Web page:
Coal News We love to talk!

APR 11 2013

Problem of scarcity becomes problem of plenty

  • Economic Times, ET Bureau / Hyderabad
  • Created: Thu 11th APR 2013

While the government was busy discussing how to ramp up coal output for industries, the situation itself seems to have turned from a problem of scarcity to one of plenty.

At least four states have asked Coal India Ltd (CIL), the near-monopolist producer, to curtail supplies to power plants, complaining excess fuel stocks are causing frequent fires.

The development comes at the back of an 11 per cent jump in CIL's supplies to power utilities in 2012-13. It comes as a breather for coal consumers, who had been grappling, with reduced fuel supplies pulling down efficiency of power stations and putting huge investments at risk.

"West Bengal, Gujarat, Rajasthan and Haryana have asked us to reduce supplies, saying stocks have exceeded normal levels," CIL Chairman S Narsing Rao told Business Standard. "This has been made possible by a 32 per cent jump in supplies to the power sector we managed in 2012-13. While West Bengal has formally written to us, other states have not." Coal consuming companies refuse to formalise requests for curtailing supplies, for fear they would invite penalties under the fuel supply agreement (FSA).

Business Standard analysed the latest Central Electricity Authority (CEA) data on coal stocks to counter-check Rao's claim. The data corroborated the surprising trend. The norm says a desirable stock is sufficient to last for 15 days. Those at the 14 power stations in West Bengal have touched a record high of 39 days. Three stations in Rajasthan - Kota, Suratgarh and Chhabra - have up to 20 days. Stocks at the five stations in Gujarat - Gandhinagar, Ukai, Sikka, Sabarmati and Wanakbori - have swelled up to 27 days. In Haryana, there is a 31-day stock.

This, however, does not mean the coal shortage for the power sector has been eliminated. What has happened is a sharp reduction in the number of power stations with a critical coal stock level, from almost half of all the country's power plants to less than a fourth. "I assure meeting 100 per cent demand from all state utilities which have valid power purchase agreements (PPAs ) with discoms this year. We will supply additional 32 mt coal to power utilities this financial year, too. Currently, only 15 stations have coal stock shortage. This is due to logistics issues," Rao said.

At the national level, 23 of the total 93 power stations (24 per cent) are critical (less than seven days stock), according to CEA. This is in stark contrast to the situation last September, when half of the 93 stations had turned critical, raising a furore over the coal crunch and leading to load-shedding across the country.

"West Bengal Power Development Corp has been burdened with excess coal for the last six months due to more than FSA dispatches from CIL subsidiaries Eastern Coalfields (ECL) and Bharat Coking Coalfields (BCCL). Our coal stocks have reached dangerously high levels," Chairman and Managing Director Barun Kumar Ray said in an April 4 letter to CIL Chairman Narsing Rao, asking for his immediate intervention to cut supplies.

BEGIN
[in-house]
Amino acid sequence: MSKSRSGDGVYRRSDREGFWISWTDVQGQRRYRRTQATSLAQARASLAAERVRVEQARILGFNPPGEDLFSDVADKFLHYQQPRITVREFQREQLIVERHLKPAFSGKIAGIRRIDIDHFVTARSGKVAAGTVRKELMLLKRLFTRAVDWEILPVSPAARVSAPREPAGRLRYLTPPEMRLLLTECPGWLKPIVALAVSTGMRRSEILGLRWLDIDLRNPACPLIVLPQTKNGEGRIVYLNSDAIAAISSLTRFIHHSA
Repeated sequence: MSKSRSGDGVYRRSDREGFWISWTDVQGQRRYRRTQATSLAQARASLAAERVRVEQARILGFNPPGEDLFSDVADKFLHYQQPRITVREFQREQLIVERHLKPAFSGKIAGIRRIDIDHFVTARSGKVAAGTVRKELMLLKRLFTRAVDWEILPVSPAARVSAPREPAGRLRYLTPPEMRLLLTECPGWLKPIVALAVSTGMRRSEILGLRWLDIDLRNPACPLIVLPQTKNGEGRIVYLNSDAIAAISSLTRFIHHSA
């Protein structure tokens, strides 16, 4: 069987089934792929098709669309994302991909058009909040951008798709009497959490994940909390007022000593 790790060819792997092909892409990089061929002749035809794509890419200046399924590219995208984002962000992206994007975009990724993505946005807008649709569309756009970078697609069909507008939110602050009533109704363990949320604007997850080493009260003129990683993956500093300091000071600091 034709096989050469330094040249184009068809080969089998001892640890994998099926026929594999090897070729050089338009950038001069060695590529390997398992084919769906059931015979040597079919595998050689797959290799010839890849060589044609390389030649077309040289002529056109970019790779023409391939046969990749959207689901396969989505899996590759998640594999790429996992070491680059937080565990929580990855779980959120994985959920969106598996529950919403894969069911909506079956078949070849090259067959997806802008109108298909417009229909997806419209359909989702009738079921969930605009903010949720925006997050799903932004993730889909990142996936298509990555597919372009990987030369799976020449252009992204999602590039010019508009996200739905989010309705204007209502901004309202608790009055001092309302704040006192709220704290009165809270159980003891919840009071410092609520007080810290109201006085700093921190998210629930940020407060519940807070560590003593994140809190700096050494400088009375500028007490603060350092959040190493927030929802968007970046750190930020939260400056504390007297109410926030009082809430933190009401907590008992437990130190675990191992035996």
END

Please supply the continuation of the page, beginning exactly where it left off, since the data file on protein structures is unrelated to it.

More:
The state government company has a generation capacity of 3,860 Mw. It has a monthly programme of buying 345,000 tonnes of coal, sourcing three (rail) rakes every day, from CIL under its FSA for five thermal stations - Kolaghat, Bakreshwar, Sagardighi, Bandel and Santaldih. However, the coal surge in the past few months has pushed up loading to 5.5 rakes a day, leading to a buildup of a massive 920,000 tonnes of stock at the five power plants.

"Excess receipt of coal from CIL has resulted in an unprecedented high level of coal stocks and spontaneous fires have already started at Kolaghat, Bakreshwar, Sagardighi and Bandel stations. I would request you to direct CIL subsidiaries to adhere to the (curtailed) plan till we consume a fair share of the stock and before the coal loses its calorific value," Ray told the CIL Chairman.

A senior official from Rajasthan's energy department confirmed the new trend. "It is a fact that our coal stocks, which used to remain at margins earlier, have increased significantly, particularly in the past three months," he told Business Standard, asking not to be named. Asked what could be the reason for this shift, he said, "CIL has increased supplies. Their own production has increased."

While Coal India might rejoice over the new trend of increased supplies leading to an unprecedented jump in stocks, logistical constraints, particularly, railway rake availability, will have to be eased if the trend has to be sustained.


Haryana Rajasthan Gujarat West Bengal Coal Coal India Limited Central Electricity Authority Eastern Coal Fields Bharat Coking Coal Fuel Supply Agreement CIL Power Electricity India

Related News

  • Environment panel approaches oil companies against sale of petcoke  Read more
  • Better power promise for Barasat belt  Read more
  • BERC determines BSPGCLs generation tariff for 2015-16  Read more
  • Vedanta says no change in swap ratio despite stock price fall  Read more
  • MNRE: Commissioning status of Grid Connected Solar Power Projects under JNNSM for the year 2013-14  Read more
  • Coal India board to meet next week on fuel supply pacts  Read more
  • Renewable Energy Ministry wants one Act for all green energy policies  Read more
  • Indias increasing green growth  Read more
  • BPCL sets sights on becoming an integrated global energy firm  Read more
  • Duty relief for equipment used in mega power projects' facilities  Read more